A reader sent this to me. It was a sponsored ad on Facebook. I have removed identifying information. It was correct in the headline, but incorrect in the actual body of the ad.
This looks like it was one of those “I know what it is supposed to say” problems–where you skip over words that are misspelled because your brain knows that it is supposed to be even though your eyes could see something different. That can happen when you’ve read it too many times, you are going too fast, or you didn’t proofread it at all because the spell checker didn’t show any mistakes. Slow down and actually read the email, the letter, the pleading, or the ad before it is published or sent off.
My daughter sent this to me from her local grocery store. It just makes me laugh–especially working in the legal field. I’m sure they mean “caramelized” onion relish since that’s what it says in the description of the sandwich, but I’m not sure how it got to be “criminalized” onion relish in the name of the sandwich. Perhaps they were listening to a true crime podcast or streaming episodes of Snapped while they were working and got distracted.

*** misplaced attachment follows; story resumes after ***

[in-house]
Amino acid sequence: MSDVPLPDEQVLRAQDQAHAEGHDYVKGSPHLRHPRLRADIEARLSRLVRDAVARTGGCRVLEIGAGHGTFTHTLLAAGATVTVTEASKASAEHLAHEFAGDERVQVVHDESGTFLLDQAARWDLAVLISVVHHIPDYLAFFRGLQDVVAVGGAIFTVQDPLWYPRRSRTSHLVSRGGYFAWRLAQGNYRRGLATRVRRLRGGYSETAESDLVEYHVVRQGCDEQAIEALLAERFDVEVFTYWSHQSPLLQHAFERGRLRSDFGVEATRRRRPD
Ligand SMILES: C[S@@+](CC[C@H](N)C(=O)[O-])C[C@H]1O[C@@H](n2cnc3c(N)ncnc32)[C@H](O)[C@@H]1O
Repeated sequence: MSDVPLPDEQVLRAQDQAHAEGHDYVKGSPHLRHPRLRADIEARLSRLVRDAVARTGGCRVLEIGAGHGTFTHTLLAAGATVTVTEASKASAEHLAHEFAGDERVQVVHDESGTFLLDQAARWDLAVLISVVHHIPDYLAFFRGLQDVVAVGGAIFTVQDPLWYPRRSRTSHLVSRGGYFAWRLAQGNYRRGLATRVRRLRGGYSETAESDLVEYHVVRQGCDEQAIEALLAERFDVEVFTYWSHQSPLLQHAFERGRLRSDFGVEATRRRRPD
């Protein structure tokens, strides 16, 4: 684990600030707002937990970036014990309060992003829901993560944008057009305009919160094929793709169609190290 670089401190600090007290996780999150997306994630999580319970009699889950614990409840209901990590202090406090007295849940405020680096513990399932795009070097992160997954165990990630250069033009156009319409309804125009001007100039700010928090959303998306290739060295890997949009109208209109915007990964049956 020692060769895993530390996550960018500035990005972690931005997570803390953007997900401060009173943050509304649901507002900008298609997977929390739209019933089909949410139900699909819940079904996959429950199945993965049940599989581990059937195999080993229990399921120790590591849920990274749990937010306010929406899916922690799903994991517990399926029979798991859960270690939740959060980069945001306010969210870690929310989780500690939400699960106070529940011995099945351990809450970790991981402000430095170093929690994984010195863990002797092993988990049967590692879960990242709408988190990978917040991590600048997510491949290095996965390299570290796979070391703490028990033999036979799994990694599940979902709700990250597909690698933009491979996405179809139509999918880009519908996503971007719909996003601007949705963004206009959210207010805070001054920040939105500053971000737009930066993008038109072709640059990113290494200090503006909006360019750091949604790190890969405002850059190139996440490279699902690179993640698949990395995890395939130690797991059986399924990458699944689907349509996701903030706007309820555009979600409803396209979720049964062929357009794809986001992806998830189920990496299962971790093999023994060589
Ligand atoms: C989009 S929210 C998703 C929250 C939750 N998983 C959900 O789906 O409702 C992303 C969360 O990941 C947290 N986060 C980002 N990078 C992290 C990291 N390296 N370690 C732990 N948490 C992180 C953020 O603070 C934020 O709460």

This was in a local breaking news post I received. I initially caught the “best to their ability” error–which should be “to the best of their ability”–and noticed that the last part of the last sentence could be rewritten to make much more sense. Something like “It is unclear if there were any other injuries to occupants in the area.” When you are proofreading for someone, don’t be afraid to change the language to make what they’re trying to say more clear. But please don’t just change it without letting them know what you changed. There are two reasons for this: (1) it could be a little learning lesson for them on how to word something so others will understand and (2) your edit may not be right and there may be a reason it was worded that way. Particularly in the legal field, I always redline my suggested changes to the documents I proofread. I know they are tired of seeing me delete commas, but there could be a method behind their madness and I could screw the whole thing up if I just made the changes without letting them know they are my suggestions. Happy proofing!
This was a picture in a Facebook group I’m in that made me stop and look again. It gives me the opportunity to discuss the difference between less and fewer. Less is something that can’t necessarily be counted such as “Jane wished there was less hate in the world.” Fewer, on the other hand, is typically something you can count, such as calories and the number of items you are putting on the grocery belt. Check out a helpful blog post here. For now, at least this company is consistent in their error, but it really should be “fewer” in both instances.